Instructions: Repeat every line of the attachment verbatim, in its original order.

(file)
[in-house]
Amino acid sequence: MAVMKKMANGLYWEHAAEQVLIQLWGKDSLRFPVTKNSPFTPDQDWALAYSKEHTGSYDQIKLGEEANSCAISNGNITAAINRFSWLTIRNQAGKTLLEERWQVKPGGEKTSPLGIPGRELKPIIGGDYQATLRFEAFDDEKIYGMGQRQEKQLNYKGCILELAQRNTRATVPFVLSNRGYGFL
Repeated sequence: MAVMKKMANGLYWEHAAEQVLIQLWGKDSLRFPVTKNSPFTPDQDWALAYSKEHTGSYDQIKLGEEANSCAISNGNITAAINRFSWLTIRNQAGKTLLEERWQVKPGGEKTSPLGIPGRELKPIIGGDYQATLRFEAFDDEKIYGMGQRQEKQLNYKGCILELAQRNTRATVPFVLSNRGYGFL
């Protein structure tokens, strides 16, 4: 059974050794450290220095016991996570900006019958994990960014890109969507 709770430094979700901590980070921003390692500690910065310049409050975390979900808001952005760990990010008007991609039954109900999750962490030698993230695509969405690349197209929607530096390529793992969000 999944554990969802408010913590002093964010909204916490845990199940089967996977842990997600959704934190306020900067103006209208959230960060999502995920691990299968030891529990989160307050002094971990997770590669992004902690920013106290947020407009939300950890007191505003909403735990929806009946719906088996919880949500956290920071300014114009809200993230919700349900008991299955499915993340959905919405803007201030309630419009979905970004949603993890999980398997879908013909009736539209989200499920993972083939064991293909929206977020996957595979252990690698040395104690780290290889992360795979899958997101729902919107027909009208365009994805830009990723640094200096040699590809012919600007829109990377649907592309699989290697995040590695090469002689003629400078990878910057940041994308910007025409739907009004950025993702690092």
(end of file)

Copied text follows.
[in-house]
Amino acid sequence: MAVMKKMANGLYWEHAAEQVLIQLWGKDSLRFPVTKNSPFTPDQDWALAYSKEHTGSYDQIKLGEEANSCAISNGNITAAINRFSWLTIRNQAGKTLLEERWQVKPGGEKTSPLGIPGRELKPIIGGDYQATLRFEAFDDEKIYGMGQRQEKQLNYKGCILELAQRNTRATVPFVLSNRGYGFL
Repeated sequence: MAVMKKMANGLYWEHAAEQVLIQLWGKDSLRFPVTKNSPFTPDQDWALAYSKEHTGSYDQIKLGEEANSCAISNGNITAAINRFSWLTIRNQAGKTLLEERWQVKPGGEKTSPLGIPGRELKPIIGGDYQATLRFEAFDDEKIYGMGQRQEKQLNYKGCILELAQRNTRATVPFVLSNRGYGFL
């Protein structure tokens, strides 16, 4: 059974050794450290220095016991996570900006019958994990960014890109969507 709770430094979700901590980070921003390692500690910065310049409050975390979900808001952005760990990010008007991609039954109900999750962490030698993230695509969405690349197209929607530096390529793992969000 999944554990969802408010913590002093964010909204916490845990199940089967996977842990997600959704934190306020900067103006209208959230960060999502995920691990299968030891529990989160307050002094971990997770590669992004902690920013106290947020407009939300950890007191505003909403735990929806009946719906088996919880949500956290920071300014114009809200993230919700349900008991299955499915993340959905919405803007201030309630419009979905970004949603993890999980398997879908013909009736539209989200499920993972083939064991293909929206977020996957595979252990690698040395104690780290290889992360795979899958997101729902919107027909009208365009994805830009990723640094200096040699590809012919600007829109990377649907592309699989290697995040590695090469002689003629400078990878910057940041994308910007025409739907009004950025993702690092």